What we do know is that the ENS, ANS (autonomic nervous system) and CNS pass information about gut function and sensory output back and forth constantly, while sending your brain messages. But that communication can get muddled, disrupted by food crazings, hormonal shifts, and immune responses set off by certain foods.

Let’s go back to the feelings you get in your stomach when you’re under stress. Even a healthy person can experience inflammation in their intestines during times of emotional stress. If this stress is ongoing, that inflammation may become chronic. The “comfort foods” you choose to eat when feeling anxious or sad may then actually fool your system into thinking that stress response is necessary every time you eat it – even if the upset is gone!

The ENS uses many different types of neurons to regulate gut functioning. It’s responsible for peristalsis and catastalsis, the wave-like contractions that push food through your GI system, along with the circular movements that mix intestinal contents, and initiating digestive enzyme secretion. It’s a sensitive balance that can be easily disturbed by our modern lifestyle. We’re always on the go, which means eating far too fast, standing up to eat, gorging on too much food or forgetting to eat for long stretches of time. This constant disruption of digestion can cause any number of issues, including weight gain, reflux, malabsorption, and insomnia.

If it Goes in, it Must Come Out

Patients are sometimes uncomfortable talking about excretion, but getting rid of waste is crucial to healthy GI function – and overall wellness. I try to have my patients make connections between what they eat and what they excrete. That means not only paying attention to what comes out, but also their habits around toileting.

Being too rushed to regularly use the bathroom simply isn’t healthy. Establish a routine, and stick with it. Notice if you’re frequently constipated, or running to the bathroom with diarrhea minutes after eating. Both of these issues are a communication from your ENS – pay attention!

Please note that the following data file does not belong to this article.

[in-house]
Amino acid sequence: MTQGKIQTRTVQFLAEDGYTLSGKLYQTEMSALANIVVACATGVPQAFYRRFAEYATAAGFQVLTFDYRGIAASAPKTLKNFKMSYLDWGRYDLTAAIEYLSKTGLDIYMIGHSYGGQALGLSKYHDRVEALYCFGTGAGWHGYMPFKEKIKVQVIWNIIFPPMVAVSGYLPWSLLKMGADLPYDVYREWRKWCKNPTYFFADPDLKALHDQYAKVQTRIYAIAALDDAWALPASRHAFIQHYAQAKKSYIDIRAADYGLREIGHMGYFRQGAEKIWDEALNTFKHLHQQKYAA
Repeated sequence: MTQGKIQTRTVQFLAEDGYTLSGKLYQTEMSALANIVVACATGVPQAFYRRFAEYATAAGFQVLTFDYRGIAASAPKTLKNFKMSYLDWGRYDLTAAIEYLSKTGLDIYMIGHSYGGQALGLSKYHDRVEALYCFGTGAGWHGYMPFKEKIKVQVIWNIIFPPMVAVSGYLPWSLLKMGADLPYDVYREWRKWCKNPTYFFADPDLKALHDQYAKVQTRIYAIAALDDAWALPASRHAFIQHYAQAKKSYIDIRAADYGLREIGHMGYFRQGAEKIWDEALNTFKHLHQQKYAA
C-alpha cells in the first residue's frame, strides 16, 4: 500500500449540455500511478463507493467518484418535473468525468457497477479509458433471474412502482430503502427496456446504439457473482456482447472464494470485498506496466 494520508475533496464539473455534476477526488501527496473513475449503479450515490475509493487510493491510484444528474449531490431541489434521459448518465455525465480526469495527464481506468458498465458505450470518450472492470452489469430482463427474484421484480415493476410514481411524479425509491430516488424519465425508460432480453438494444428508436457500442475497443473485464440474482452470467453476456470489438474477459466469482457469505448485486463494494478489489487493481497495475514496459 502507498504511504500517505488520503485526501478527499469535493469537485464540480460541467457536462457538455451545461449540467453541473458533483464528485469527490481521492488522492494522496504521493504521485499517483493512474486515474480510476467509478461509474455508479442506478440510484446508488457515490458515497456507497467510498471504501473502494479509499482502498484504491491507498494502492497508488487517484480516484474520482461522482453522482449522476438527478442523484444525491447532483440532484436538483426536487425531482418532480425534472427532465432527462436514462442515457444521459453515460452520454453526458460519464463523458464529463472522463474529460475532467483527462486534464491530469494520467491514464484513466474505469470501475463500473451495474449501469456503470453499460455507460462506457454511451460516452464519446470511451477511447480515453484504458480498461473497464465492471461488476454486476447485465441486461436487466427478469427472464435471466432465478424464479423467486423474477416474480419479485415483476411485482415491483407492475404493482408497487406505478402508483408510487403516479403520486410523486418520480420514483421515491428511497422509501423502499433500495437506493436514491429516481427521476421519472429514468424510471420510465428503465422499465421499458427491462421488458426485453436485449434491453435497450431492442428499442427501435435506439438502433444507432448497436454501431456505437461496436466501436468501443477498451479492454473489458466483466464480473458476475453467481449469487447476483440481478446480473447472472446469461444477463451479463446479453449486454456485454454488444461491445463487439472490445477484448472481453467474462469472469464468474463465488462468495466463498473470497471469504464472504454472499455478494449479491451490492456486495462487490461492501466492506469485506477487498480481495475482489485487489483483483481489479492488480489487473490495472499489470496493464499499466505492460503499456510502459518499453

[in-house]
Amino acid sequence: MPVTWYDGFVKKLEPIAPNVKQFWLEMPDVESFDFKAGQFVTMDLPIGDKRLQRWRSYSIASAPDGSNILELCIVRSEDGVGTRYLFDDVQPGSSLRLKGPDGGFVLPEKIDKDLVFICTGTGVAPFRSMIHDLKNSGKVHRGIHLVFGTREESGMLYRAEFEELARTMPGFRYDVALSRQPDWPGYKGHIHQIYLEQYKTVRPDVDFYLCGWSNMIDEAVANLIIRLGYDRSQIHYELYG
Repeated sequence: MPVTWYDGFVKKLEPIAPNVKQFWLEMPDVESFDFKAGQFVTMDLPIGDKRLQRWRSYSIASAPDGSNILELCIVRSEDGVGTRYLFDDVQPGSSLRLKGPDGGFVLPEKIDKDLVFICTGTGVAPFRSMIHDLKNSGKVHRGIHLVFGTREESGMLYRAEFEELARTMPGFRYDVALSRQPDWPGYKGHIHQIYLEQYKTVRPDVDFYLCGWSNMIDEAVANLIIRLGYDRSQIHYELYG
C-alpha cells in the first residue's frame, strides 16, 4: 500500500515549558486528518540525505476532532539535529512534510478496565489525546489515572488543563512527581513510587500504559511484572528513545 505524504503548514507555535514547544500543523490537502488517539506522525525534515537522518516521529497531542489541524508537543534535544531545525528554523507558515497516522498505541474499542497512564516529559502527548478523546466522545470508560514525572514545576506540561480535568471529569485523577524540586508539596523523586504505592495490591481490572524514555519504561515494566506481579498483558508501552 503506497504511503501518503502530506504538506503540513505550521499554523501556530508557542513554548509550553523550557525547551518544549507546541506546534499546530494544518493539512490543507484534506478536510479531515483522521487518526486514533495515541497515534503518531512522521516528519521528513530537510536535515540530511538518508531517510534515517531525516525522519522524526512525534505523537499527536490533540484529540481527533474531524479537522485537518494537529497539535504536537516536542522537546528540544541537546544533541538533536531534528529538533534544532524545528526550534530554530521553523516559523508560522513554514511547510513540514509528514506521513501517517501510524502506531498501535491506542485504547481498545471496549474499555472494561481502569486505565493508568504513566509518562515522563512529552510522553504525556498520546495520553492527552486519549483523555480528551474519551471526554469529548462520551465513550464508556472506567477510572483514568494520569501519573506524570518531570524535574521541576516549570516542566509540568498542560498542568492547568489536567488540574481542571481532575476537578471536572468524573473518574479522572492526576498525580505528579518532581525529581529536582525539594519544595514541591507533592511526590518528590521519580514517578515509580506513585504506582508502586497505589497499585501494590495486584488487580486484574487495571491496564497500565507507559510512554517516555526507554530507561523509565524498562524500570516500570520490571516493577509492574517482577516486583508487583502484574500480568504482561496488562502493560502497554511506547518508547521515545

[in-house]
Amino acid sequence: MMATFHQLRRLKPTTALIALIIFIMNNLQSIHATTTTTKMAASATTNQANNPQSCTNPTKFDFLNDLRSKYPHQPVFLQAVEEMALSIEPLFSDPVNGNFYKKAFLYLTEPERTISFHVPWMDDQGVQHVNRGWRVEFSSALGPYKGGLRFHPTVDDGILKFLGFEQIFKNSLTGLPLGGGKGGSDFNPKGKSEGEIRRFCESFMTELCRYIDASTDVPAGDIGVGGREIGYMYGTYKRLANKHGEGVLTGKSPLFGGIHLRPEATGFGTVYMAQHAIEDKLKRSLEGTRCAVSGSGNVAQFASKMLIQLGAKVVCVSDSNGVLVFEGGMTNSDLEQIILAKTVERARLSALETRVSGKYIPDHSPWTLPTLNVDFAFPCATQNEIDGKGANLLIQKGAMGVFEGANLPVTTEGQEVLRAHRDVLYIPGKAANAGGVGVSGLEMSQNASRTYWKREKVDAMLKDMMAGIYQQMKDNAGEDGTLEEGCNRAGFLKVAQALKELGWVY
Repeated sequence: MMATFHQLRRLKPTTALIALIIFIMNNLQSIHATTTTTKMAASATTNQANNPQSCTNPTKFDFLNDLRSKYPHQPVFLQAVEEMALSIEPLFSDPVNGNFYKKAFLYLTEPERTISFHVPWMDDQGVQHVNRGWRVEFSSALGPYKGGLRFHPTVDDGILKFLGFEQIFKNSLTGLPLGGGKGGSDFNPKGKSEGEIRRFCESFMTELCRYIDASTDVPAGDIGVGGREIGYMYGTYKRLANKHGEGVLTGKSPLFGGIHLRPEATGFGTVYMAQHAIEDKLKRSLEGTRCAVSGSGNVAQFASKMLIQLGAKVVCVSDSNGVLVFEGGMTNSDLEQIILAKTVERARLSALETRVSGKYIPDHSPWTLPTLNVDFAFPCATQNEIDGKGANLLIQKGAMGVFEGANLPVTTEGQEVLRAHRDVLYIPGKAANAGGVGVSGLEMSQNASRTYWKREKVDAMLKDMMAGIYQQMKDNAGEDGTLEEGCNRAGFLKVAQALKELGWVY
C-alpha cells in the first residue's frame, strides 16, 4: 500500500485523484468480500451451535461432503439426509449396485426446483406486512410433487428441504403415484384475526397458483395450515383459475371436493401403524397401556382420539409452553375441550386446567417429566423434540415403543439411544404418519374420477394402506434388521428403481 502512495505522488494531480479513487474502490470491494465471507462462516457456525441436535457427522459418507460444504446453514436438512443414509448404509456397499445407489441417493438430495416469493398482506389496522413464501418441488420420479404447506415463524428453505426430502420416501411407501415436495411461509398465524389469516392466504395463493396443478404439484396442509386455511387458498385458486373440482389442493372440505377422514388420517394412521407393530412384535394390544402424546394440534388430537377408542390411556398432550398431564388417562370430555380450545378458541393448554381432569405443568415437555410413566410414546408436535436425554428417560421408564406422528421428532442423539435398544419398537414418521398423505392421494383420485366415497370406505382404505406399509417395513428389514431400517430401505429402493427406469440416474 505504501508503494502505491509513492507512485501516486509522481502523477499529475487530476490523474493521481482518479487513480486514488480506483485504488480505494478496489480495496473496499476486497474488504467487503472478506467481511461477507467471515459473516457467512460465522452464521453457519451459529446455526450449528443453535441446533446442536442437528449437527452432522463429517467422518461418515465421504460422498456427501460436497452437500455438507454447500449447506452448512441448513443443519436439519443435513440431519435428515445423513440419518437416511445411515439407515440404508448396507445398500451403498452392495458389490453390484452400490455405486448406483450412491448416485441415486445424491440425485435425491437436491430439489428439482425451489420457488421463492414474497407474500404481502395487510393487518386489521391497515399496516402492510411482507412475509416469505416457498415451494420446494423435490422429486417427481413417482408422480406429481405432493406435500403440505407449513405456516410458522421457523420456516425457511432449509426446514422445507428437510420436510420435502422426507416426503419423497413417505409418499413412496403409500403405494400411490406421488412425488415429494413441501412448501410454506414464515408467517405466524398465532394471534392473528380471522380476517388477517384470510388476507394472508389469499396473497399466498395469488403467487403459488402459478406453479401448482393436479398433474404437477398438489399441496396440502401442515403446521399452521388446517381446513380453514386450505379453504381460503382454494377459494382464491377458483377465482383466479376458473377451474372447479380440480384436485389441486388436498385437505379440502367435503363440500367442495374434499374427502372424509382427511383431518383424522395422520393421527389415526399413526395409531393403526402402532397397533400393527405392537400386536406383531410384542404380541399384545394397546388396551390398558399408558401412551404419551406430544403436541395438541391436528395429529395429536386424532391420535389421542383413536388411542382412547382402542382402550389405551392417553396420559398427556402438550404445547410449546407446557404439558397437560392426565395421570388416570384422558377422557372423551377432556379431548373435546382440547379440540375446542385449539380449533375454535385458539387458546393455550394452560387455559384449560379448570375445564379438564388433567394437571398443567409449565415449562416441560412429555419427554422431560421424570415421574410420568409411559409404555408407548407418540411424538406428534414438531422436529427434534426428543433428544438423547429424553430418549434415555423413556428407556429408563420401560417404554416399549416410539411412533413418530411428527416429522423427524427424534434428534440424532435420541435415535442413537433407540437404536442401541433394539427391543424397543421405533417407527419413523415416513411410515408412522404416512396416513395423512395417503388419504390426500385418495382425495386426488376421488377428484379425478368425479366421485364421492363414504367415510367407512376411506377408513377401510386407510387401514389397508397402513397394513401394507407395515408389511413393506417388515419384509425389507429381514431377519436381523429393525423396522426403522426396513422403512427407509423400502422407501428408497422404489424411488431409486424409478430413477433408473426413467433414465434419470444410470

To improve bowel function, eat a balanced diet, and stop eating foods that you know make your feel poorly. Find ways to manage stress. Gradually adding fiber – especially in the form of whole fruits and vegetables, whole grains, beans, nuts, and seeds can also regulate bowel movements.

Good Digestive Health is a Reason for Celebration!

Communication in your body isn’t a one-way street. Messages are relayed between body and mind in a continuous flow. This is particularly relevant in regards to your gut function, which is impacted by (and impacts) emotional signals. A great place to begin improving digestive health is to have an honest conversation with your practitioner and ask for support.  

Here are a few suggestions for promoting digestive health:

  • Make all meals a relaxing, peaceful experience.
  • Give yourself plenty of time for adequate elimination.
  • Choose meals that are healthy and well-balanced.
  • Eat enough – but not too much – lean protein.
  • Drink plenty of filtered water, especially early in the day.
  • Avoid foods that cause allergic reactions or digestive discomfort.
  • Take a high-quality probiotic supplement
  • Ask your provider to evaluate your body’s digestive enzyme production and regulation.

It’s always a good time to begin working towards better digestive health. Start small – noticing little differences better can motivate you to take the next steps. Soon, you’ll be well on your way to the optimal gut health you deserve!